Android phones have been arriving thick and fast recently. At the lower end of the market, handsets such as the LG Optimus GT540 and HTC Wildfire are making Android a much more affordable proposition. But the ZTE Racer significantly undercuts these models, coming in at £110 on a pay as you go deal. You can also pick it up for free on a £15-per-month, 24-month contract. Is it any good though?
You might expect ZTE to have made cuts as savage as Sweeney Todd's to produce such a cheap Android handset. But the Racer isn't actually as basic as you'd think. There are, however, two areas where the cuts are clear: the design and the screen.
The phone's finish is very plasticky, with the silver effect used on the band around the edge of the Racer looking particularly low-rent. That said, the handset's smaller dimensions make it more comfortable to hold than many larger smart phones. It's light too, at just 100g, so you can tuck it away in a shirt pocket and you'll barely notice it's there.
Unsurprisingly at this price, ZTE has used a resistive, rather than capacitive, touchscreen. This means the phone doesn't support multi-touch, so you have to use the on-screen zoom bar to whizz in and out of Web pages and maps, rather than the more intuitive pinch-to-zoom gesture. Resistive screens usually aren't as sensitive as capacitive displays, but the Racer's touchscreen performs pretty well, responding quickly to taps and swipes.
The 71mm (2.8-inch) screen's limited QVGA resolution means icons and text look much less defined than on pricier smart phones, and colours also don't look half as rich or vibrant. Also, the viewing angle isn't great when you're viewing the phone in landscape mode, with the result that you have to tilt the screen slightly to the left when watching videos to stop colours from washing out.
Hooray for Android 2.1
Unlike some other budget Android handsets, the Racer isn't saddled with the relatively dated 1.6 version of the operating system. Instead, it uses the much more up-to-date Android 2.1. As a result, you get an improved Web browser, as well as native support for Exchange. You also benefit from the user-interface tweaks that were introduced with version 2.1.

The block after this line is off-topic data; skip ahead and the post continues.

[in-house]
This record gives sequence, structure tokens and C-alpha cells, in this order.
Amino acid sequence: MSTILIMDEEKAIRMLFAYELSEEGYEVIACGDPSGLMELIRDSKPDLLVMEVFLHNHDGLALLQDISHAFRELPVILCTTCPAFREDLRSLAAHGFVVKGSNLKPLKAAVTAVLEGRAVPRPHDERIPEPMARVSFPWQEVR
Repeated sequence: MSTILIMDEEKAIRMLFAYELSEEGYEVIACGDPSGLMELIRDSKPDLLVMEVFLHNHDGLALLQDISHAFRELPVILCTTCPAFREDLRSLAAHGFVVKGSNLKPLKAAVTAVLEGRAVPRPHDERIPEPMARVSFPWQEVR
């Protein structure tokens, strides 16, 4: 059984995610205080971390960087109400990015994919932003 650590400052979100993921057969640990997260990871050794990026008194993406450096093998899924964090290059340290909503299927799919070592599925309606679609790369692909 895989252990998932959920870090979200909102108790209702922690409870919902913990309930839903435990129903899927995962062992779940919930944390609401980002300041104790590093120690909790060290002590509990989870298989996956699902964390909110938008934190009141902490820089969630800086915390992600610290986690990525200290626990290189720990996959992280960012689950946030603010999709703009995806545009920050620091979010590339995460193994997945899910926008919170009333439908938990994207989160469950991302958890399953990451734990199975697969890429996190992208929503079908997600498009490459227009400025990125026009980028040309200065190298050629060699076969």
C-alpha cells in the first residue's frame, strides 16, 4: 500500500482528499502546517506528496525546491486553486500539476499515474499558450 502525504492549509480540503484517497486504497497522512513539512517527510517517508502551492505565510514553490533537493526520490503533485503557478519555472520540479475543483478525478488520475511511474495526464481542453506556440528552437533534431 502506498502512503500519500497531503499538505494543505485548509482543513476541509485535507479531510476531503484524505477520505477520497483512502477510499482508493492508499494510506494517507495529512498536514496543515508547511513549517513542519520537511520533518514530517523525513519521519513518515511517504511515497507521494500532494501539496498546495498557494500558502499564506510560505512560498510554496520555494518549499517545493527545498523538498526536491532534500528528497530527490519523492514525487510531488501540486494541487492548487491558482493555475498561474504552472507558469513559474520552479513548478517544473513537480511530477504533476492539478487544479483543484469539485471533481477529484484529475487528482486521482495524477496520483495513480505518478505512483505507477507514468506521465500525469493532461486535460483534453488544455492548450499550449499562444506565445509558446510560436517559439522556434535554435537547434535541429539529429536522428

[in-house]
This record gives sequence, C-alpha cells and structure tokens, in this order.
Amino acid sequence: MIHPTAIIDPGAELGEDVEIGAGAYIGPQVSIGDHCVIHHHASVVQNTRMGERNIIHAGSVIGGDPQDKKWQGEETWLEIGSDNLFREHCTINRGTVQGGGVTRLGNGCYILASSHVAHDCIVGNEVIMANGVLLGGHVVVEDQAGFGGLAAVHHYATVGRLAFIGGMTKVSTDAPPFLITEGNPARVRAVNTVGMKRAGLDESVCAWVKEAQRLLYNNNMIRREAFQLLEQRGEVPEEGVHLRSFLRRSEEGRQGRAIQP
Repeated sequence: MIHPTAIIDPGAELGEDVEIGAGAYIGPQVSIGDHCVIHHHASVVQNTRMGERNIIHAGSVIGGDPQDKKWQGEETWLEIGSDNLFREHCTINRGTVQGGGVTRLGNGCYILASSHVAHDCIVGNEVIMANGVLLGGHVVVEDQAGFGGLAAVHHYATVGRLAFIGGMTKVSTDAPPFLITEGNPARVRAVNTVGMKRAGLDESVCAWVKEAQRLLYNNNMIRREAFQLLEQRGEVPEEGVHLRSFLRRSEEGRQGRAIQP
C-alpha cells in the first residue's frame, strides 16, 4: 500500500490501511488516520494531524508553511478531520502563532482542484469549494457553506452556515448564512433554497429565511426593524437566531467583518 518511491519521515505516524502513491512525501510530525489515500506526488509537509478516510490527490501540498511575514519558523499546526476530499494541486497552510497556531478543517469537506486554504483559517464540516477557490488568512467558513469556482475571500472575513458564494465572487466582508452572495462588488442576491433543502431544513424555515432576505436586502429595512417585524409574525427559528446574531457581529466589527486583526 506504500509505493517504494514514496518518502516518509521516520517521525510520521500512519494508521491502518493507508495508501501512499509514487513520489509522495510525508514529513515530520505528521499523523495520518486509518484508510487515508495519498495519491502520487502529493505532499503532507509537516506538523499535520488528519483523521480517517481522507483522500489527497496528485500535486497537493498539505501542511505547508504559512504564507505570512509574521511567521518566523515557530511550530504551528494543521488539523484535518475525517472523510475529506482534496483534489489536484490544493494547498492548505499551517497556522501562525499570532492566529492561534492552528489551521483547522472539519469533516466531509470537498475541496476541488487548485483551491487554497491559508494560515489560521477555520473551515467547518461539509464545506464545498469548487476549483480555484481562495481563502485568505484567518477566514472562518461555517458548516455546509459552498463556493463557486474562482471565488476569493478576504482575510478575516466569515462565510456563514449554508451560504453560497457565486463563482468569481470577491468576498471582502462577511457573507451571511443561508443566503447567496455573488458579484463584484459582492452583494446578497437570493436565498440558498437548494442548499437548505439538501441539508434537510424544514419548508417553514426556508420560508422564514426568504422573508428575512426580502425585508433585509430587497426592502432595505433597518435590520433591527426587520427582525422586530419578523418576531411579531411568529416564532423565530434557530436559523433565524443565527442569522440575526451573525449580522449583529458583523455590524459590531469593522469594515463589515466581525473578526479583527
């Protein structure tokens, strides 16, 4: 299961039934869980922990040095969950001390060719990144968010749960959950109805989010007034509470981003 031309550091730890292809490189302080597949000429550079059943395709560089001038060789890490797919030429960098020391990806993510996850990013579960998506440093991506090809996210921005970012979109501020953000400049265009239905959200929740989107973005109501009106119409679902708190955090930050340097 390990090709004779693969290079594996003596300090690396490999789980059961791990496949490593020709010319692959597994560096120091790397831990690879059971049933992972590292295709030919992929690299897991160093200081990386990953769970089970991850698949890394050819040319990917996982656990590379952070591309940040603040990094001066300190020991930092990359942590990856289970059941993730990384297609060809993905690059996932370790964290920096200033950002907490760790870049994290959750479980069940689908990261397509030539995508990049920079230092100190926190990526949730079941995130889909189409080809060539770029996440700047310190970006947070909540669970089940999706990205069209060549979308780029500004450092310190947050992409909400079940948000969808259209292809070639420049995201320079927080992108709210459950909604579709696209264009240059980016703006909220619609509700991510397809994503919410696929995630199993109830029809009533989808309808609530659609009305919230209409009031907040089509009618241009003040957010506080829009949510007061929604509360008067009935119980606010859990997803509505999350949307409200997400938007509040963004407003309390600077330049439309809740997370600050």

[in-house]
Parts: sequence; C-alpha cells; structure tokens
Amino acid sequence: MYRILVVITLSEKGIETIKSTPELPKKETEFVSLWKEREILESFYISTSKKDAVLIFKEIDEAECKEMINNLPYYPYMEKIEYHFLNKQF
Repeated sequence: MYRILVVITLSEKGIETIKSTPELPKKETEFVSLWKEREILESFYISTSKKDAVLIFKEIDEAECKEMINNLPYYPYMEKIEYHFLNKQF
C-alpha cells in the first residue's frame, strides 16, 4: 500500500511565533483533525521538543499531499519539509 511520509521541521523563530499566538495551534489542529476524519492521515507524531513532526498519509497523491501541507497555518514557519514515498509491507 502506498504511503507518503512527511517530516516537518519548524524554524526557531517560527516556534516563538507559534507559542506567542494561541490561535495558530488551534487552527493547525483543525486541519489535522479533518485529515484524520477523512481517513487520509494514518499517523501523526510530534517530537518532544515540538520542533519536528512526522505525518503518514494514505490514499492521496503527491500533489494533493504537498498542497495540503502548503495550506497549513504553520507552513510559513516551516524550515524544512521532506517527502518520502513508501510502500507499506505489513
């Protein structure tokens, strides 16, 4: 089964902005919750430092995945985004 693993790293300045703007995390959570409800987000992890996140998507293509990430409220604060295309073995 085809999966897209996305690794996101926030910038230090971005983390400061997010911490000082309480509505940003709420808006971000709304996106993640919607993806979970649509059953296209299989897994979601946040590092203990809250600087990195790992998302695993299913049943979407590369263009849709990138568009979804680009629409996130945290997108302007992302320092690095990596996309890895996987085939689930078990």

ZTE has kept tight-lipped about the processor that the phone uses. Although it's fairly obvious that it's not one of the latest 1GHz Snapdragon chips, the handset still feels responsive, especially during day-to-day tasks like Web browsing and flicking through photos in the gallery.
The handset's call quality is very impressive too. The earpiece is loud and, unlike with some handsets, speech doesn't descend into a garbled mess when the signal is slightly below-par. The phone's range of connectivity options is also top-notch. As well as Wi-Fi, the handset supports HSDPA for fast Web browsing over 3G. There's also Bluetooth and GPS support. The GPS worked without any problems in the Google Maps application, which now supports turn-by-turn sat-nav instructions.
The Racer's multimedia features aren't bad either. The phone has a standard 3.5mm headphone jack on the top, so you can use your own cans. Although the supplied headphones aren't too bad, you'll be better able to appreciate the phone's clean and warm audio output when you swap them for a good pair.
The 3.2-megapixel snapper won't threaten a dedicated compact camera, but it grabs shots quickly and captures strong, vibrant colours. There's no flash, though, so indoor shots generally don't look all that hot.
Despite its flaws, we're impressed by the ZTE Racer. It's no mean feat for a handset of this price to offer features such as GPS, HSDPA and Wi-Fi support -- not to mention the ease of use that Android affords. The Racer can't hold its own against higher-end devices like the HTC Desire, but, as an alternative to most non-smart phones, it's a brilliant choice.
Edited by Charles Kloet